With hundreds of thousands protesting in Iran – many of them women – a film about the stoning of a woman in Iran, which opens in Philadelphia June 26, seems even more timely, says Iranian-born actress Shohreh Aghdashloo

By Lou Baldwin
Special to The CS&T

PHILADELPHIA – When Iranian-born actress Shohreh Aghdashloo was asked by co-director Cyrus Nowrasteh to consider the lead role in soon to be released “The Stoning of Soraya M.” her immediate reaction was, “I’ve been waiting for this for 20 years.”

In a nutshell, the film is based on a true incident; the 1986 barbaric execution of an Iranian mother on false charges of adultery orchestrated by a cruel husband intent on marrying a young girl, assisted by a corrupt mullah. The two whip the men of the village into a frenzy resulting in the graphically depicted execution. The stoning scene is certainly disturbing, but Aghdashloo notes, “it only lasts six minutes. I have seen a tape of a real stoning and it took an hour and a half.”

Aghdashloo plays not the victim, but rather Zahreh, her courageous aunt who, in a relentless pursuit of justice, gives an account of the case to a French-Iranian journalist, Freidoune Sahebjam (played by Jim Caviezel who portrayed Jesus in “The Passion of the Christ”). The journalist wrote a best-selling book of the same title.

“This film will forever be close to my heart. I had no hesitation, none whatsoever to do it,” said Aghdashloo, whose own feeling on the state of the oppression of women in her native country is summed up by Zahreh’s words near the film’s beginning, “The voices of women do not matter here.”

Events of the past week in Iran with huge demonstrations against what is seen as a rigged election have changed Aghdashloo’s perception of “The Stoning of Soraya M.”

“Up until yesterday my focus was on a voiceless woman being stoned. Now it is about the woman who stands up for her rights,” she said.

“The irony is amazing, how timely and timeless the film is. It has a woman speaking to a reporter. Now in Iran women are standing up and telling reporters what is going on. There are hundreds of thousands protesting, and 40 percent of them are women,” Aghdashloo said.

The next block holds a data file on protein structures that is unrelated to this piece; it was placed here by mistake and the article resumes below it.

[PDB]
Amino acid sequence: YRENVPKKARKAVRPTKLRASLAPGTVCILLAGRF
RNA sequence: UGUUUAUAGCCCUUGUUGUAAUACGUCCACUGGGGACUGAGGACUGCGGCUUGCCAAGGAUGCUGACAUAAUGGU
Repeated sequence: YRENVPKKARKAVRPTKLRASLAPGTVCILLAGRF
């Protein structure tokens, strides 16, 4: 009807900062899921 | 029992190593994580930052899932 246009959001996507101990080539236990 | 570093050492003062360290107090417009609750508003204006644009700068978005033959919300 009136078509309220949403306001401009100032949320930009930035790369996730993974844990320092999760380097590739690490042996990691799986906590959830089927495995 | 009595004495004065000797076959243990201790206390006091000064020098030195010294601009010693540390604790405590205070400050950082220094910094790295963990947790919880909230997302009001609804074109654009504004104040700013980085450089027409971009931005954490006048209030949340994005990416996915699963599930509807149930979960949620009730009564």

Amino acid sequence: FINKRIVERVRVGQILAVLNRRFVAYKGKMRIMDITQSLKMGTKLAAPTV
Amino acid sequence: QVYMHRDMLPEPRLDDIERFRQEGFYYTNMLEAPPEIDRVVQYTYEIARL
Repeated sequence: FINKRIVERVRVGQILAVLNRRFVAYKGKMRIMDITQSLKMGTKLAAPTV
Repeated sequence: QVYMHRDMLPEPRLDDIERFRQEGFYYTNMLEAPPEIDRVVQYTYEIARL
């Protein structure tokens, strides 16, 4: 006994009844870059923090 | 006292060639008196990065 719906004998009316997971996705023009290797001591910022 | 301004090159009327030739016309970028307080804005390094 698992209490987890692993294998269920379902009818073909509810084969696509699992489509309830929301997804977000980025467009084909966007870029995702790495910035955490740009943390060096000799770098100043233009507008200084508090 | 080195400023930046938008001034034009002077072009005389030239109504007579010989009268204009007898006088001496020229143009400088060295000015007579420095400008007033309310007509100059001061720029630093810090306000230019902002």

Her own career began as a successful actress in pre-revolution Iran. With the rise of the Islamic state and harsh religious guidelines her films were either censored or forbidden. She fled Iran for London, where she earned a degree in international law, with the intent of first entering journalism, then politics.

But just at that time a friend offered her a part in a play about the Iranian Revolution, and a second film career started. This led to Hollywood where, after a stunning performance in “The House of Sand and Fog,” (2003) she was nominated an Oscar as best supporting actress.

Other film credits include “The Exorcism of Emily Rose,” “American Dreamz,” “Xmen: The Last Stand” and, in 2006, “Nativity Story,” in which she played Elizabeth.

A special memory of the latter was a screening before a large audience at the Vatican, after which the cast members present had dinner with Archbishop (now Cardinal) John Foley, who surprised her by his knowledge and discriminating insights into fine cinema.

A small regret she has is that she did not come to America as a very young actress, when mastering English without an accent would have been easier and access to potential roles may have come her way.

She has gradually come to realize her appearance in meaningful films which protest injustices really do more good for the promotion of human rights than she could have done as a journalist.

Although Aghdashloo jumped at the chance to appear in “The Stoning of Soraya M.” several actors accepted then turned down the part of the journalist, the male lead, before Caviezel accepted. They were afraid of possible retribution against their families for appearing in a film which might be seen as critical of radical Islam.

Aghdashloo has had threats made against her life because of her work, she concedes, but they will not deter her.

“It’s not about my safety, my image, at the end of the day. There are 10 people in Iran on death row waiting to be stoned. When I think about one woman waiting there, I would rather go with her than with my safety.

“None of this happened in the old regime under the shah. We have been drawn back 1,500 years,” she said. “Women had rights under the shah. This isn’t Islam, it is superstition and tradition.”

Will conditions change in Iran?

“I’m naturally an optimistic person and happy with small things,” Aghdashloo said. “I sincerely believe people will choose peace over violence. Iran is at the dawn of democracy.”

“The Stoning of Soraya M.” opens locally at Philadelphia’s Ritz Five on June 26.

Lou Baldwin is a member of St. Leo Parish and a freelance writer.